At this point on the coin balance I have one major thing remaining, the cross arm. The larger balance needs both the cross arm and a set of hooks to hang the pan from the chains. I started working on the chain hooks next. (Anything to postpone the detail work on the cross arm).
I had a rough idea in my head of how I wanted the hooks to look. I wanted squared up wires twisted and shaped a little more decorative to add a little character. I started mocking up a piece to see how a copper hook would look at the end of the brass chain. The basic process was something I learned blacksmithing. Same concept, but smaller scale. The copper was all simply worked cold though.
A few twists and the mock-up is about done. I like the overall look of the squared off wire. Seems to catch the light nicely and adds a little character without too much extra work.
Next step, cut the "real" pieces to length. I cut them to length and then filed the ends even in an attempt to keep the weight about the same for all the pieces. On the following image on the right you an see that as I square up the pieces the length of the material is drawn out a bit. Since I wanted all the hooks to look similar as possible I made sure to perform each step on each piece all at the same time. I drew them all out and squared them up and compared the pieces. Added the hooks and compared... etc.
Hook ends added to each piece and compared again.
The top piece is the mock-up I used as a guide for the other pieces. What you don't see here is the two pieces I jacked up. I tried to fix them and decided to toss them and make a couple more to match. Wanted a symmetrical even look and feel for all hooks.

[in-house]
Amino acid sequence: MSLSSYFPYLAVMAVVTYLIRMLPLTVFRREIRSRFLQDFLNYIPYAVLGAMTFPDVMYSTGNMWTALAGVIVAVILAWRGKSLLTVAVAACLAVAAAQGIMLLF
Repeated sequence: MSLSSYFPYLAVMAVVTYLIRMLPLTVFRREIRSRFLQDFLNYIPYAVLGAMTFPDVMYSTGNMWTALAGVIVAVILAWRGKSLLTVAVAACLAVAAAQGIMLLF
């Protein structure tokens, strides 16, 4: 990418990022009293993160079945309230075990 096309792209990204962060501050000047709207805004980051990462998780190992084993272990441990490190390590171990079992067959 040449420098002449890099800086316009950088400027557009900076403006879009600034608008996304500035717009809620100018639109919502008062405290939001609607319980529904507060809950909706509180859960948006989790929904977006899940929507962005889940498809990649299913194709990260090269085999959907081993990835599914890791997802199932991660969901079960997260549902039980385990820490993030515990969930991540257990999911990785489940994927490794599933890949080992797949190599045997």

Next step... the arms? Nope. The weights. Don't know why I'm afraid of starting the cross arms, but oh well, I'll keep being a well-practiced procrastinator.
The cut out one circle of the scrap brass I had. I weighed it on a digital scale to get an approximate weight. Based on the large circle I had I did some math to figure out the rough diameter I would need to get a 1/10th ounce piece. I roughed out one and yup, it was about 1/10th ounce. I then cut 9 more pieces the same size. I figured if the brass was all the same thickness (roughly) and the size of the circles all matched exactly and they total weight of all 10 circles was one ounce each one would be 1/10th of an ounce. My scale is not very precise so I had to take this approach to get a decent set of 1/10th ounce pieces.
The basic shape above was done on my large anvil with a small German smithing hammer I use for blacksmithing. Now that I got it to this point the rest of the work was done with metal files. I used small pin files to shape a decorative end to it and then punched and drilled the holes.
Now for the next FAIL in the project. As I said, I had intended the cross arm to be a single piece. With that in mind I planned on drilling some holes to mount the brass arrow. No great surprise that my use of power tools back fired on me. I tried to drill the piece with a power hand drill and I broke the bit. I tried to dirll again next to the hole and it came out the side. UGH! Can't use the piece. As a quick remedy I cut out the center section and plan to make the coin balance a folding pieces as well.
Newly chopped up piece. At this point I was so ticked off I simply put it away. I'll clean up the rest with files and next time I'll either borrow a drill press or hand drill it.